same for information of former clients. Rule 1.15 of the Rules of Professional
Conduct requires that an attorney safeguard property of a client in his or her
possession—a fiduciary obligation.
Most states and U.S. territories also have enacted
data security breach notification laws. Ohio’s notification law, ORC 1349.19,
applies to personally identifiable information of Ohio residents. It defines a “breach”
as unauthorized access to and acquisition of unencrypted computerized data that
compromises the security or confidentiality of personal information owned or
licensed by a person and that results in, or is reasonably believed to cause a
material risk of, identity theft or fraud to the person or property of an Ohio
Pursuant to this law, a breach of security of the person’s or
business’s data system must be disclosed to any resident of Ohio whose personal
information was, or reasonably is believed to have been, accessed and acquired
by an unauthorized person, if the access and acquisition by the unauthorized
person causes, or reasonably is believed will cause, a material risk of
identity theft or other fraud to the resident. Disclosure is required to be
made in the most expedient time possible, but no later than 45 days following
its discovery or notification of the breach of the system, subject to the
legitimate needs of law enforcement activities. Failure to comply with this
notice requirement is subject to investigation and a potential civil action brought
by the Attorney General.
The types of costs associated with a data breach can be many,
beginning with the expenses associated with hiring a computer forensics expert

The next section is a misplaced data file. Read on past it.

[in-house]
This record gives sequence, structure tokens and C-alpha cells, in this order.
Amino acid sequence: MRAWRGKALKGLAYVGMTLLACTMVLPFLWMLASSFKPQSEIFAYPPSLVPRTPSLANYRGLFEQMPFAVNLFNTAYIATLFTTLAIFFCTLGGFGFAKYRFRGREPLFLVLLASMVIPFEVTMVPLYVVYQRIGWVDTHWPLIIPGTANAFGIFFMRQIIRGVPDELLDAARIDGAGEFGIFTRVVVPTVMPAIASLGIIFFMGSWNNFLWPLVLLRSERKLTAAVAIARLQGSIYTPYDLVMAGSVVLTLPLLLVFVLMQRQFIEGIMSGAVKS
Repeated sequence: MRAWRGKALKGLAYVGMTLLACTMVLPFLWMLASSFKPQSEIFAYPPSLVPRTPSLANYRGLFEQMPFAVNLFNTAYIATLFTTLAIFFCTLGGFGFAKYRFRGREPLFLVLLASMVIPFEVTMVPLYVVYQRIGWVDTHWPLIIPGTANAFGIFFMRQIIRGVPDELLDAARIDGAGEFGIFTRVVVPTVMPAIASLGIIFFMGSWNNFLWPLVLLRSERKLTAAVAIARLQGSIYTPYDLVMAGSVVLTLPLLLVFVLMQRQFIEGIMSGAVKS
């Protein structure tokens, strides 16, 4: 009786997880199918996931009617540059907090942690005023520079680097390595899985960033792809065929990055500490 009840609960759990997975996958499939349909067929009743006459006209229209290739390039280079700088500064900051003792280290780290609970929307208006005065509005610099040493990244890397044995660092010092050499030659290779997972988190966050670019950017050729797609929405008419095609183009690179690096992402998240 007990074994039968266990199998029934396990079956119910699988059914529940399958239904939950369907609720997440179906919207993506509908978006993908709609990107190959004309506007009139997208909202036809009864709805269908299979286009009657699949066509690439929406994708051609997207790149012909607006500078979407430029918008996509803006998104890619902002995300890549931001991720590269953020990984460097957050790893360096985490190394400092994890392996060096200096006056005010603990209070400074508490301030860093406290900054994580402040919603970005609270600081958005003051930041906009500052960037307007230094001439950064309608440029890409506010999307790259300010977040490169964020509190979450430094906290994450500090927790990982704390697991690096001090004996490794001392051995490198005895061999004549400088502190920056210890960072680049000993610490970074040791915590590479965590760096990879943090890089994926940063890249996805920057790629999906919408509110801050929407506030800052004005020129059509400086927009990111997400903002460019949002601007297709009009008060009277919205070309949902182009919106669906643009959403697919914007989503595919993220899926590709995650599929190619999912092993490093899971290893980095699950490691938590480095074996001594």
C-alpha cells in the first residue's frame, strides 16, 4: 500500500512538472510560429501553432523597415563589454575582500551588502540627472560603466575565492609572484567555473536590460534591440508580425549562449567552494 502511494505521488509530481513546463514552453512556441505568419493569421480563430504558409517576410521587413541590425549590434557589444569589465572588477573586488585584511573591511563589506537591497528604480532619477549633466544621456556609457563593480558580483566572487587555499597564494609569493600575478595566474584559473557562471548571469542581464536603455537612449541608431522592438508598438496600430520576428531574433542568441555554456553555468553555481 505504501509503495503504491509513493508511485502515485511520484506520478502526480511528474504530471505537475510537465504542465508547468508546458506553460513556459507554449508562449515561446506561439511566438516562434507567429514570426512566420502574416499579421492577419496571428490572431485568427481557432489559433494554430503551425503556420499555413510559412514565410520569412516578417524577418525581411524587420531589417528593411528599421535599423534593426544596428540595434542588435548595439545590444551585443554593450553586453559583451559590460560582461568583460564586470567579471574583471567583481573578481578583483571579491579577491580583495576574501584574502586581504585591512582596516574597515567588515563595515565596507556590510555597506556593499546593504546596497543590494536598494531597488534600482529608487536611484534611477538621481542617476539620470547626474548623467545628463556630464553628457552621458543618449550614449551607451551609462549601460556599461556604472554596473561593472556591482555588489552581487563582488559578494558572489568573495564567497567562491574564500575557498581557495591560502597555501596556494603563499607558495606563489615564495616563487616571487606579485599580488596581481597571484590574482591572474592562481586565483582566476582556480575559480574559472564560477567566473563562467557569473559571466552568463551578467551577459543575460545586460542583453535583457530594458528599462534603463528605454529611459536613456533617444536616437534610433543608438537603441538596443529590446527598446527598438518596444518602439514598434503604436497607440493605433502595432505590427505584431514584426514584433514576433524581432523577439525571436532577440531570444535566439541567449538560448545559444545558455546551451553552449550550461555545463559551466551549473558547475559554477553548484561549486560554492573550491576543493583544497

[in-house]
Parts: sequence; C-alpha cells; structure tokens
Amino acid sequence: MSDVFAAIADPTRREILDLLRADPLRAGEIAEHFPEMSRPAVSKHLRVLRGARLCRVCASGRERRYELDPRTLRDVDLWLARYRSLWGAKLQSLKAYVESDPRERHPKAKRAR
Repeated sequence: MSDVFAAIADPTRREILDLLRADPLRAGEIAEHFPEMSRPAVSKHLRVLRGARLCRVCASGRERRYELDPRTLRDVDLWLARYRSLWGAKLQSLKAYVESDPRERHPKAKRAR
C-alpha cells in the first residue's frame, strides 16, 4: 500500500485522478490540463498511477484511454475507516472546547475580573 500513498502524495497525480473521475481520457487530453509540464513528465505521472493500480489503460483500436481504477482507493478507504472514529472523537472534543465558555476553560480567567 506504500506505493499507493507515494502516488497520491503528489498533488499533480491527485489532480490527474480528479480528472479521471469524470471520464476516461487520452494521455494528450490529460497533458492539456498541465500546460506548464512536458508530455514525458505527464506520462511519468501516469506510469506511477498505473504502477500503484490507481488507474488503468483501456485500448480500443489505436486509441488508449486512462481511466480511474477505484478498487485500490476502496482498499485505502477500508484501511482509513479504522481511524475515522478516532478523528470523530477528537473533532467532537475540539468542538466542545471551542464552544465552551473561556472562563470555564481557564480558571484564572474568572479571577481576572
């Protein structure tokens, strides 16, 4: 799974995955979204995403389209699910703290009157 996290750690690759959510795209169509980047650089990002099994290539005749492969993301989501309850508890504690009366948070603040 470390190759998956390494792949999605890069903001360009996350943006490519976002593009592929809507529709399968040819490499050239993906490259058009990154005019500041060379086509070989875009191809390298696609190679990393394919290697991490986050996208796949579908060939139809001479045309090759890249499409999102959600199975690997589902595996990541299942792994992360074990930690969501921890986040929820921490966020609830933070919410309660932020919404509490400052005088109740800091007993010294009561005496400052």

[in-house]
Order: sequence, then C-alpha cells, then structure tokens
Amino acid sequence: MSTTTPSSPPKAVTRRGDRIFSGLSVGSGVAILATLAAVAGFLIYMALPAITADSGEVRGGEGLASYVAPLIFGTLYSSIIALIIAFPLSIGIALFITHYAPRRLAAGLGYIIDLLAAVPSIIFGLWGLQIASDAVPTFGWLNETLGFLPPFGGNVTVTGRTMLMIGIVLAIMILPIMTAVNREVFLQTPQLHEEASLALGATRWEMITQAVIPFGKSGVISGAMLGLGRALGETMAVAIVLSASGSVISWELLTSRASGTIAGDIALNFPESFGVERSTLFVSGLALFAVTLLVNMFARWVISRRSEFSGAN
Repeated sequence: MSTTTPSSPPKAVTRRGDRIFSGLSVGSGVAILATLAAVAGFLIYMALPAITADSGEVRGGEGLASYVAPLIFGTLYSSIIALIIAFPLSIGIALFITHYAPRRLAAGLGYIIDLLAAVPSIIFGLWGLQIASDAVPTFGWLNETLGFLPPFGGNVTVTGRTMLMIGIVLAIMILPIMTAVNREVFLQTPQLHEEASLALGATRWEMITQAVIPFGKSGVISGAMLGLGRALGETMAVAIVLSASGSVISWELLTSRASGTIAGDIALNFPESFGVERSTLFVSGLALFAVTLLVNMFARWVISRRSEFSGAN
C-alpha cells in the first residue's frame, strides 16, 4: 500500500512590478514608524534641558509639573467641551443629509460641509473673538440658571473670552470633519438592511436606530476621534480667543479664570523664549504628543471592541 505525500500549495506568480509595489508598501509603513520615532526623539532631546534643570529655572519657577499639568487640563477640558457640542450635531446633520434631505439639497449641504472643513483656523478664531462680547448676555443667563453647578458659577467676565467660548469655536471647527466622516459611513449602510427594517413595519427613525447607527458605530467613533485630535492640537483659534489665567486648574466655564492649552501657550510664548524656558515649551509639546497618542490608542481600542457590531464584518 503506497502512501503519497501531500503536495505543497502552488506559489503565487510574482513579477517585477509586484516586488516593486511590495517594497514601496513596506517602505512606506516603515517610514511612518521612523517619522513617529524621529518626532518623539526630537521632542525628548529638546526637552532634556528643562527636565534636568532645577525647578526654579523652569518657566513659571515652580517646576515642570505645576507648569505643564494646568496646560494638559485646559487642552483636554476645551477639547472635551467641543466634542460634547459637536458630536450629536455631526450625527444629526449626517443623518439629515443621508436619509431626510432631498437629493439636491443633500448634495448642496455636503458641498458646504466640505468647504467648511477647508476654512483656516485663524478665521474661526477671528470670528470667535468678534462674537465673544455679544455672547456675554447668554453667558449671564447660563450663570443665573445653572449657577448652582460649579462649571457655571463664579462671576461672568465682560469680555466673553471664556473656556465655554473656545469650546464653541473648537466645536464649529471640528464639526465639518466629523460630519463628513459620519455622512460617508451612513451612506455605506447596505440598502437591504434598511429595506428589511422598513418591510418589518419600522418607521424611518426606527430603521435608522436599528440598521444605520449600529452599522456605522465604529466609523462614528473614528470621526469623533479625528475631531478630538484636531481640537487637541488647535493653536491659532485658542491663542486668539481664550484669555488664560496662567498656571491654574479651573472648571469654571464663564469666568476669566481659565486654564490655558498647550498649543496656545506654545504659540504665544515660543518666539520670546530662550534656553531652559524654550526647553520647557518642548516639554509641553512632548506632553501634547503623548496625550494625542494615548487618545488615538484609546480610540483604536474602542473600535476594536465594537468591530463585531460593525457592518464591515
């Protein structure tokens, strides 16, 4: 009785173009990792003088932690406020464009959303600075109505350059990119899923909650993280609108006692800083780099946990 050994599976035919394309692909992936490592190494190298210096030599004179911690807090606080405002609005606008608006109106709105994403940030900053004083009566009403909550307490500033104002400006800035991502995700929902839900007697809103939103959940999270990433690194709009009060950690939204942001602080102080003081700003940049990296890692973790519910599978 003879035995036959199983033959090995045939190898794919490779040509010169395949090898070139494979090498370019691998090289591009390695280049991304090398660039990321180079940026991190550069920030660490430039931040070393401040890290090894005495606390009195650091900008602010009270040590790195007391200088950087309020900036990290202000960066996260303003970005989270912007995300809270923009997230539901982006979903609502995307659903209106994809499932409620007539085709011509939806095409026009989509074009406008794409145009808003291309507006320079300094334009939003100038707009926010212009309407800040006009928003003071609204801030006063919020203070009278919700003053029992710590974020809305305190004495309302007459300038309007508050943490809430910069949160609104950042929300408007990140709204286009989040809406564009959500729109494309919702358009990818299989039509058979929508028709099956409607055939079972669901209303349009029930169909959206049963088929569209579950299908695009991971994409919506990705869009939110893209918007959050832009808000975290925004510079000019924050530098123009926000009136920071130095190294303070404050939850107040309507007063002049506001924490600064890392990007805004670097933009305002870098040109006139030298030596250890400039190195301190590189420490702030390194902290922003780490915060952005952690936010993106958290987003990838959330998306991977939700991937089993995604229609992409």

to determine how much information was compromised, and most importantly, whose
information was disclosed. This cost can range from a few thousand dollars to
tens or even hundreds of thousands of dollars, depending on the breadth of the
breach. Another typical cost is that associated with compliance with the notice
requirements of the state(s) of residence for those persons whose information
was disclosed, and depends largely on the number of records disclosed. This
cost will also vary based on whether the notice can be sent electronically,
whether it must be mailed, whether additional costs need be incurred to locate
the persons whose information has been disclosed, and whether alternative
notice or publication is necessary.
Once a breach is discovered, additional costs
are often needed to repair any damage to the systems themselves, replace or
restore software or data records that might be damaged or corrupted and block
further access to the criminal(s) who obtained the personal information. These
out-of-pocket costs do not include the potential damage to reputation caused by
a breach, often occurring as a loss of trust of clients who entrusted their
confidential information to the law firm. Most law firms will also experience
some form of business interruption as a result of a data breach, as many hours
will be devoted to investigating, responding to and repairing the breach.
Finally, if clients sustain damage as a result of the data breach, such as
damage to their credit resulting from identity theft or loss of funds from
financial accounts, they may articulate a claim for negligence or malpractice.
Steve Couch is president
and CEO of the Ohio Bar Liability Insurance Company
.This article was originally published in the May/June 2017 issue of Ohio Lawyer, the Ohio State Bar Association's member magazine.